examined using ELISA assay. (C) The levels of p65 and p50 phosphorylation were detected by western blotting. Total p65 and p50 were detected as reference for phosphorylated p65 and p50. Quantitative analysis and representative images were provided. Tests were carried out on three biological triplicates. *P<0.05; **P<0.01.

Figure 1
Anti-inflammatory effect of fluoxetine in an OGD/R model of BV-2 cells

(A) Cell viability was assessed by CCK-8 assay. The x-coordinate represented time points, and the y-coordinate represented the absorbance at 450 nm for the analysis of cell proliferation. (B) The levels of TNF-α, IL-1β, and IL-6 in supernatant were

examined using ELISA assay. (C) The levels of p65 and p50 phosphorylation were detected by western blotting. Total p65 and p50 were detected as reference for phosphorylated p65 and p50. Quantitative analysis and representative images were provided. Tests were carried out on three biological triplicates. *P<0.05; **P<0.01.

Administration of fluoxetine enhances IκB-α under OGD/R challenge in protein, but not in mRNA level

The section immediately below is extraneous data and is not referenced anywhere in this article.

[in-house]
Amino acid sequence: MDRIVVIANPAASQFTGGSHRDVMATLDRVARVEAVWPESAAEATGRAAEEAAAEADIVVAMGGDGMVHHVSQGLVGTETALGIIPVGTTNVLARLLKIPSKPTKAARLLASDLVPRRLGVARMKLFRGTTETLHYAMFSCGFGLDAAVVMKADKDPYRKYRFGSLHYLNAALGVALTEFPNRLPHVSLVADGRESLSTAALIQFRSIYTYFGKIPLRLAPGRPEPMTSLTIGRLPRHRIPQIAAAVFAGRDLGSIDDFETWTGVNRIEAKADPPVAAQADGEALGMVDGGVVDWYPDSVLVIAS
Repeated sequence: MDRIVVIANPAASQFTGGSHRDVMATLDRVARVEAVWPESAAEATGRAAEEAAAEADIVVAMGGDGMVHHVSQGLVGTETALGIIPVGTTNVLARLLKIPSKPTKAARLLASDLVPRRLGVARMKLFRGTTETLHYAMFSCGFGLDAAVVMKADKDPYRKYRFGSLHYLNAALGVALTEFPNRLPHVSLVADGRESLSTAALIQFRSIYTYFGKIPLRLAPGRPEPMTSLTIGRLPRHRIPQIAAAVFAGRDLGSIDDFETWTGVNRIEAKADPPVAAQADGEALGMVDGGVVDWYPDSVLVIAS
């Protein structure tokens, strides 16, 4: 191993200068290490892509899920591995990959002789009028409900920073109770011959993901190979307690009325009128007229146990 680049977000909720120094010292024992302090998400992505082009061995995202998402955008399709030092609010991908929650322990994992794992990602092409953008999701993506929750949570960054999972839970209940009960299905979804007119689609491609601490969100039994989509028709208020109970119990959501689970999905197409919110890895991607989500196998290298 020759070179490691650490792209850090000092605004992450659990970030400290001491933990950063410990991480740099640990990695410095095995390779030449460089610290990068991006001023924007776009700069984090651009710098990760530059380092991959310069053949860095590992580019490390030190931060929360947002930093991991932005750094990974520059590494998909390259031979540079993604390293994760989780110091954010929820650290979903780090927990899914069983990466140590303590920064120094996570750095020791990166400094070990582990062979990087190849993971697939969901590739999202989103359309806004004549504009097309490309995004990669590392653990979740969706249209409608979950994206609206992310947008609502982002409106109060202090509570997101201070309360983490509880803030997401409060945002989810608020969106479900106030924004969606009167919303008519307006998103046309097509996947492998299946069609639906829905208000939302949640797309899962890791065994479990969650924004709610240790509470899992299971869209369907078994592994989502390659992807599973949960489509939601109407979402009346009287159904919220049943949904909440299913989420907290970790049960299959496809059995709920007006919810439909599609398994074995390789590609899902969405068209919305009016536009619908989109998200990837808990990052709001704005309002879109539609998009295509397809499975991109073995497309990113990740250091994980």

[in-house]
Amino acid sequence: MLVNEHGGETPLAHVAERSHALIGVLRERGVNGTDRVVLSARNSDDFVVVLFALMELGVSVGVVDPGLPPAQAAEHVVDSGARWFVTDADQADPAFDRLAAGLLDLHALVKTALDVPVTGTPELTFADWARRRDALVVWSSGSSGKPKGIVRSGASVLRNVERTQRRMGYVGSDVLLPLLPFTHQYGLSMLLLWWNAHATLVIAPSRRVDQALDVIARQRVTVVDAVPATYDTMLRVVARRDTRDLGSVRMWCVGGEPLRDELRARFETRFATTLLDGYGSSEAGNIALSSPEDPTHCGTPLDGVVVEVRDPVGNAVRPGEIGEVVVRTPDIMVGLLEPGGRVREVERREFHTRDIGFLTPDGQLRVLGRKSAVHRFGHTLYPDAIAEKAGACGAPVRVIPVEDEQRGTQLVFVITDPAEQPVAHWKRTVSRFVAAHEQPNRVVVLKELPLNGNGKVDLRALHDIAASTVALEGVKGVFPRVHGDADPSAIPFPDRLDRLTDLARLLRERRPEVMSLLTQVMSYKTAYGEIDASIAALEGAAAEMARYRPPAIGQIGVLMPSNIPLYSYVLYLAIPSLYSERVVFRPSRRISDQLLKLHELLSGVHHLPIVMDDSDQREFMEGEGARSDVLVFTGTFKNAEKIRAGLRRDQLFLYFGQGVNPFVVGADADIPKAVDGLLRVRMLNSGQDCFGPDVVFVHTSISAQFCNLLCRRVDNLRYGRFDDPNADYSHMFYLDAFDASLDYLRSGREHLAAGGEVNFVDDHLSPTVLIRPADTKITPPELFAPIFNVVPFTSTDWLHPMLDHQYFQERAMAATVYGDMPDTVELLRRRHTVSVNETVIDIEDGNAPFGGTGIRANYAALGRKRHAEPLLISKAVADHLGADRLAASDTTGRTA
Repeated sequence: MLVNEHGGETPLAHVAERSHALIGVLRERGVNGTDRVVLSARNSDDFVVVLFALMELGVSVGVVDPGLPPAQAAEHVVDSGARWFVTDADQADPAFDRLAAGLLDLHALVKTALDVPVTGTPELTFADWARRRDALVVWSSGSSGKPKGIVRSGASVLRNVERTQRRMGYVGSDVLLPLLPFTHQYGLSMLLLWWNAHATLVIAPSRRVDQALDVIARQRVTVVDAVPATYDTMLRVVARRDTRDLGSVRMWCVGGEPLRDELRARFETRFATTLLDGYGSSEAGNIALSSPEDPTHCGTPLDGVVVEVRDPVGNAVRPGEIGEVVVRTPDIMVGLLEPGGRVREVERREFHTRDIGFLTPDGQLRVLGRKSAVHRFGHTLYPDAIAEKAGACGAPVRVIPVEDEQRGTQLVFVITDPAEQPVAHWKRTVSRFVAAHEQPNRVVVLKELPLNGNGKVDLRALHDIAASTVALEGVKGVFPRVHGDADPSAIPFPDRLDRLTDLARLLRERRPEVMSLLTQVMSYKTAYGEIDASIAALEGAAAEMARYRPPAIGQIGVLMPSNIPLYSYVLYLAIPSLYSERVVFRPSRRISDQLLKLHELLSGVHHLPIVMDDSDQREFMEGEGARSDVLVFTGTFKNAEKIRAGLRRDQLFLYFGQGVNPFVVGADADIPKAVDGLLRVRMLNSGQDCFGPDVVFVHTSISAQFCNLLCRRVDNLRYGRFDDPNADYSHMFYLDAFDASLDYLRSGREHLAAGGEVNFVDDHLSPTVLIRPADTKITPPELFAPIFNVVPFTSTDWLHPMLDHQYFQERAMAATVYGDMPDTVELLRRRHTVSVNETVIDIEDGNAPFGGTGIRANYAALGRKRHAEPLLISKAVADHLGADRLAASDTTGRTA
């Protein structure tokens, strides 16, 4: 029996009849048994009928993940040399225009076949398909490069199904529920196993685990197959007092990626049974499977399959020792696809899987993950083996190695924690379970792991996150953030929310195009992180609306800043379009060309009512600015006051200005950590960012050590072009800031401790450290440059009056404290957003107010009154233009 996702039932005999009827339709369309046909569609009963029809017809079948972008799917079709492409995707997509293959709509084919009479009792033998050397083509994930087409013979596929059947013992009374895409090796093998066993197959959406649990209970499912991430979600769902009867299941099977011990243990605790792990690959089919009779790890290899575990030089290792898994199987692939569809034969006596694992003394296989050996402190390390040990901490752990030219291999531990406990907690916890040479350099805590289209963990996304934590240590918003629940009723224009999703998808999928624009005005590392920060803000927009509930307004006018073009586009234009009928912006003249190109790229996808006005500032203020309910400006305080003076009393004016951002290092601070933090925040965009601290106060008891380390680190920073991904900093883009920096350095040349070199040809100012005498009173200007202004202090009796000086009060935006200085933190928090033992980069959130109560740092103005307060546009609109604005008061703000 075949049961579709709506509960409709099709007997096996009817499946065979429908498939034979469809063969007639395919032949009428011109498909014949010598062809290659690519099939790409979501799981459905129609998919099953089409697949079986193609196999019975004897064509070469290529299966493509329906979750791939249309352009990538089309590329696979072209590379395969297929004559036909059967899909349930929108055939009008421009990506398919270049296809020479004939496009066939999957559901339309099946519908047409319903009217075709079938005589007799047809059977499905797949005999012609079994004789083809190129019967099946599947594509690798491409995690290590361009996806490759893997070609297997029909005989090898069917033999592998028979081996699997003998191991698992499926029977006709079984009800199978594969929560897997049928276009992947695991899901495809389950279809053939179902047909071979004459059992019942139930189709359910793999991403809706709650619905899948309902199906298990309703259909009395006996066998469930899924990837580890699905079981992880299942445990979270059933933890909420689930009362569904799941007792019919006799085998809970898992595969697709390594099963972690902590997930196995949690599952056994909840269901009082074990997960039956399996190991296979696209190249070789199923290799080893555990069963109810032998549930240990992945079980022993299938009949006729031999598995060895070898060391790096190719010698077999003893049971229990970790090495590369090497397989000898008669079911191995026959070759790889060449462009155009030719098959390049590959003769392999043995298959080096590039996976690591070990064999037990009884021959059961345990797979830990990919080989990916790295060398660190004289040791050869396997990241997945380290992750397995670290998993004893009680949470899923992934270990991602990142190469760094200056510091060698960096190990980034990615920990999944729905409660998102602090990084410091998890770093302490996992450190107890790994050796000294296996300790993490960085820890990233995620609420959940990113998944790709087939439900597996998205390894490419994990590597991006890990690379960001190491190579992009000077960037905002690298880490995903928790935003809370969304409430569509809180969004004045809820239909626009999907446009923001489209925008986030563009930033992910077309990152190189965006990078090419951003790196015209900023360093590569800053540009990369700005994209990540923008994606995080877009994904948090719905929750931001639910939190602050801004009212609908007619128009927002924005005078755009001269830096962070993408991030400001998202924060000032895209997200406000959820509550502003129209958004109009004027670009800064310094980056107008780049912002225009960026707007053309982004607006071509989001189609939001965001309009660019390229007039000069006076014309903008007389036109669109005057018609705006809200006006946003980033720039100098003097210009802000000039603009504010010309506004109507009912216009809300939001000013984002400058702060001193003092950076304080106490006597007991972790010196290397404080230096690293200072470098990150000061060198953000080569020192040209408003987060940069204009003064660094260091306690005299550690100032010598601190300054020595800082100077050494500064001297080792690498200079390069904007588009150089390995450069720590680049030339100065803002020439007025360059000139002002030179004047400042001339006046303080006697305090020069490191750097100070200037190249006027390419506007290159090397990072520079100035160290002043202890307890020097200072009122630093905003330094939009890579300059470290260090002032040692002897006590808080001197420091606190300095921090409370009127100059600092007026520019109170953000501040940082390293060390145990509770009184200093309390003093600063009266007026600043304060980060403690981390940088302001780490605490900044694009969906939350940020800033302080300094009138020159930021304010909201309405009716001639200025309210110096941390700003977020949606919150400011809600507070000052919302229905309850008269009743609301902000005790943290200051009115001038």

It is acknowledged that IκB-α usually binds to two subunits of NF-κB to form a trimer, reducing the phosphorylation of p65 and p50, thus keeping NF-κB inactivated. We then detected the effect of fluoxetine on the level of IκB-α. Fluoxetine was given at different doses for 48 h under OGD/R and the levels of IκB-α in mRNA and protein were examined. No significant difference in IκB-α in mRNA level was observed amongst the groups with or without the treatment of fluoxetine. However, the administration of fluoxetine significantly increased the level of IκB-α in protein in a dose-dependent manner (Figure 2A,B). These results indicated that the anti-inflammatory effect of fluoxetine was participated by IκB-α through the influence of the level of IκB-α in protein instead of mRNA.

Effect of fluoxetine on the level of IκB-α under OGD/R

Figure 2
Effect of fluoxetine on the level of IκB-α under OGD/R